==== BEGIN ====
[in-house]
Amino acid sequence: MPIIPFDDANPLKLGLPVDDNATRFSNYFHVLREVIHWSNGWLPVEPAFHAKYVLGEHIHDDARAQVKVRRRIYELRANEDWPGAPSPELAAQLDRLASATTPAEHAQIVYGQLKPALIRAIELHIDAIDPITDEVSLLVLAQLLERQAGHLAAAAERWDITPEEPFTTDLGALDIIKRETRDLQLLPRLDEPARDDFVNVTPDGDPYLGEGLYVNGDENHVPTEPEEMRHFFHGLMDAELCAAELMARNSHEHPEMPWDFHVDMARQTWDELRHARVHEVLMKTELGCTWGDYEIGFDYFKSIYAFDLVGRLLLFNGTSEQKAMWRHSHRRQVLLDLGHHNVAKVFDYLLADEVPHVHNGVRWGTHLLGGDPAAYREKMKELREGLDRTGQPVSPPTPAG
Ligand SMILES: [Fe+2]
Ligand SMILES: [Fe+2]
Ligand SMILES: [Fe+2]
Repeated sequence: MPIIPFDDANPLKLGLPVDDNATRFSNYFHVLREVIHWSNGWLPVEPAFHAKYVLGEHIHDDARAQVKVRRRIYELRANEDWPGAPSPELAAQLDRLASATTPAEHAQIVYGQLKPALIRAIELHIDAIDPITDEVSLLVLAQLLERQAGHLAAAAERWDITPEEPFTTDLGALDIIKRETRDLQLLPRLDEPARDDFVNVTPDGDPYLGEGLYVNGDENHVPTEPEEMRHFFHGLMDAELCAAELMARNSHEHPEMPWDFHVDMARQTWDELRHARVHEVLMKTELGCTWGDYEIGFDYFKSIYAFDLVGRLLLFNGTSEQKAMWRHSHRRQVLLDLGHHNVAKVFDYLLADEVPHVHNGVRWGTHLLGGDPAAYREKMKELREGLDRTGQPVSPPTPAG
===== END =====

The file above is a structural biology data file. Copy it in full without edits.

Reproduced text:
[in-house]
Amino acid sequence: MPIIPFDDANPLKLGLPVDDNATRFSNYFHVLREVIHWSNGWLPVEPAFHAKYVLGEHIHDDARAQVKVRRRIYELRANEDWPGAPSPELAAQLDRLASATTPAEHAQIVYGQLKPALIRAIELHIDAIDPITDEVSLLVLAQLLERQAGHLAAAAERWDITPEEPFTTDLGALDIIKRETRDLQLLPRLDEPARDDFVNVTPDGDPYLGEGLYVNGDENHVPTEPEEMRHFFHGLMDAELCAAELMARNSHEHPEMPWDFHVDMARQTWDELRHARVHEVLMKTELGCTWGDYEIGFDYFKSIYAFDLVGRLLLFNGTSEQKAMWRHSHRRQVLLDLGHHNVAKVFDYLLADEVPHVHNGVRWGTHLLGGDPAAYREKMKELREGLDRTGQPVSPPTPAG
Ligand SMILES: [Fe+2]
Ligand SMILES: [Fe+2]
Ligand SMILES: [Fe+2]
Repeated sequence: MPIIPFDDANPLKLGLPVDDNATRFSNYFHVLREVIHWSNGWLPVEPAFHAKYVLGEHIHDDARAQVKVRRRIYELRANEDWPGAPSPELAAQLDRLASATTPAEHAQIVYGQLKPALIRAIELHIDAIDPITDEVSLLVLAQLLERQAGHLAAAAERWDITPEEPFTTDLGALDIIKRETRDLQLLPRLDEPARDDFVNVTPDGDPYLGEGLYVNGDENHVPTEPEEMRHFFHGLMDAELCAAELMARNSHEHPEMPWDFHVDMARQTWDELRHARVHEVLMKTELGCTWGDYEIGFDYFKSIYAFDLVGRLLLFNGTSEQKAMWRHSHRRQVLLDLGHHNVAKVFDYLLADEVPHVHNGVRWGTHLLGGDPAAYREKMKELREGLDRTGQPVSPPTPAG